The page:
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So I have a relatively straight forward server stack utilizing a SSL offloading and an HTTP load balancer. The setup looks something like this:

(client) -> (SSL offload - stud) -> (balancer - haproxy) -> (http server - apache)

My question isn't about plugging all this up. It works great, and I'm honestly blown away at how straight forward it has been to set this up. I'll also add that HTTP clients connect directly to haproxy, thereby bypassing the SSL offloaded. And for the record, there are redundant partners for each of the above pieces.

The problem is somewhat abstract. I'll start with a demonstration. The client makes a request through the setup to https://myserver.tld/scp (some headers removed to keep things clear)

GET /scp HTTP/1.1
Host: myserver.tld
(headers added by haproxy)
X-Forwarded-For: [original::client:ip]
X-Forwarded-Proto: https

And the server responds with

HTTP/1.1 301 Moved Permanently
Date: Wed, 03 Jul 2013 03:16:25 GMT
Server: Apache/2.2.15 (CentOS)
Location: http://myserver.tld/scp/
Content-Length: 344
Content-Type: text/html; charset=iso-8859-1

So Apache mod_dir is sending a redirect to the same URL with a trailing slash. It's proper to do so. That isn't the issue. The issue is that the HTTPS protocol was lost. Again, I think Apache is correct to redirect to an HTTP URL, after all, the connection it received from the aforementioned stack is a regular HTTP connection.

So from the perspective of Apache, the client requested a regular HTTP connection. The HTTPS flag is off, along with all other SSL information, because the SSL part of the session is handled by stud.

Although (inside Apache) I have a valid X-Forwarded-Proto header, I cannot find a way to tell Apache that the original client connection was HTTPS and that the directory slash redirect by mod_dir should use the https:// protocol. What am I missing?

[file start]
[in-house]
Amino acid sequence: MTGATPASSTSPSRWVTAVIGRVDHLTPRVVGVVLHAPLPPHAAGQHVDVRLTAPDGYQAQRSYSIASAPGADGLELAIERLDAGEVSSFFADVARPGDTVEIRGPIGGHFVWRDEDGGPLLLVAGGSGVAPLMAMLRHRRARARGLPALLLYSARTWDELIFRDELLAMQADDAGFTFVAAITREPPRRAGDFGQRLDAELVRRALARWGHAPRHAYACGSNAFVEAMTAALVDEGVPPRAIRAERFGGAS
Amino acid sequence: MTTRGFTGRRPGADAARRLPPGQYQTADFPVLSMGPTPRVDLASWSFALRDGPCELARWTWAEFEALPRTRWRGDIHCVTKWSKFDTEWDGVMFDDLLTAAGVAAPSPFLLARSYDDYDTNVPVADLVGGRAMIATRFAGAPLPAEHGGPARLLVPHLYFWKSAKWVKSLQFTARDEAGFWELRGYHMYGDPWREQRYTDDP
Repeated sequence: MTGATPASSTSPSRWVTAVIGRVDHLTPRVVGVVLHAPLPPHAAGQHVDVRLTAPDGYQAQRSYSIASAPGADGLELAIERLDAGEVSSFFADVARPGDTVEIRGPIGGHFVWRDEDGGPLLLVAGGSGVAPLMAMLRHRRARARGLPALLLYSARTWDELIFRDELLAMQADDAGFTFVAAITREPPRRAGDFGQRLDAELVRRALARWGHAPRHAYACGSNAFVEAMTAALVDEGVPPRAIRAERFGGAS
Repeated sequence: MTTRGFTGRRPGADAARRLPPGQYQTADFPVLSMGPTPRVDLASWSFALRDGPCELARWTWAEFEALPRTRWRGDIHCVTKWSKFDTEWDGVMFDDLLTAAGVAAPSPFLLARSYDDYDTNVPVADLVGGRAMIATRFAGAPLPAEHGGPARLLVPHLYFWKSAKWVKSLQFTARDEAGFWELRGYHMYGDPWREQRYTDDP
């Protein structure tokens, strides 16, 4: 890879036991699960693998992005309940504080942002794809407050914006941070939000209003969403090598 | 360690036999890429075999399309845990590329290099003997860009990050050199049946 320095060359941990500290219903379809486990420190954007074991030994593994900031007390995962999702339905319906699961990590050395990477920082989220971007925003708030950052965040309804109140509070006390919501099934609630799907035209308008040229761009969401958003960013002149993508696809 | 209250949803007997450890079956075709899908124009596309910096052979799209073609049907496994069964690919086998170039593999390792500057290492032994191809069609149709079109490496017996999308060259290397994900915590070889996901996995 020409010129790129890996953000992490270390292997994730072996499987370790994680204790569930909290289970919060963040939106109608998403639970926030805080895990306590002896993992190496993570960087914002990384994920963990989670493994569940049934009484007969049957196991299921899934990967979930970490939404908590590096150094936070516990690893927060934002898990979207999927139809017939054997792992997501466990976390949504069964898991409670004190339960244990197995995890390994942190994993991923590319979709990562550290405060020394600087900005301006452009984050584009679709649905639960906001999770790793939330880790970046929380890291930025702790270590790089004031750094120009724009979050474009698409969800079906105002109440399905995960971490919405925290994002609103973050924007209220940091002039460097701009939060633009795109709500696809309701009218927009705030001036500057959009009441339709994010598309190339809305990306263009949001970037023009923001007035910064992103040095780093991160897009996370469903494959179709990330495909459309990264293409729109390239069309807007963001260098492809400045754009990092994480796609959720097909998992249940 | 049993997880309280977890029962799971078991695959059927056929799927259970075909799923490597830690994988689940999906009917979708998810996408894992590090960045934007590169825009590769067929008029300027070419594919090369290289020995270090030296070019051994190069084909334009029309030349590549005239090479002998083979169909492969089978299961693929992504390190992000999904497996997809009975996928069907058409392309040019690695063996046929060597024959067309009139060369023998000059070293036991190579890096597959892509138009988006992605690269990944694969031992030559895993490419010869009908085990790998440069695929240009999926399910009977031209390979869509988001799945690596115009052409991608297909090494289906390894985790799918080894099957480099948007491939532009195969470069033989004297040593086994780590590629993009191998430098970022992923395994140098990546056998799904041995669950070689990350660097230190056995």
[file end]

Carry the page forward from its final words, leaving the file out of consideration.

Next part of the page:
The only thing I've come up with is to rewrite the Location header inside haproxy for the HTTPS forwarded connections to replace http:// with https://, but I really don't think that approach is very elegant. I would prefer for Apache (and (don't hurt me) PHP further down the chain) to be informed and treat the connection like a normal HTTPS connection.

Please help!

PS - I've heard it said before if you have to ask, then you're doing it wrong. Perhaps that's the root issue here, but this seems like such a simple dilemma and I feel like the only one ever to have arrived here.

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2 Answers 2

  1. The directory slash redirect: What you want is mod_rewrite.

    RewriteEngine On
    RewriteCond %{HTTP:X-Forwarded-Proto} =https
    RewriteCond %{REQUEST_FILENAME} -d
    RewriteRule ^(.+[^/])$          https://www.example.com/$1/  [R=301,L,QSA]
    

    If the header is set to https and the requested filename is a directory (-d), then rewrite that (replace example.com with your own domain).

  2. As for making PHP treat the connection like a normal HTTPS connection, set the environment variable HTTPS to on:

    SetEnvIf X-Forwarded-Proto https HTTPS=on
    
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You can do this by including the protocol in the ServerName directive:

ServerName https://my-server-name

According to the Apache docs:

Sometimes, the server runs behind a device that processes SSL, such as a reverse proxy, load balancer or SSL offload appliance. When this is the case, specify the https:// scheme and the port number to which the clients connect in the ServerName directive to make sure that the server generates the correct self-referential URLs.

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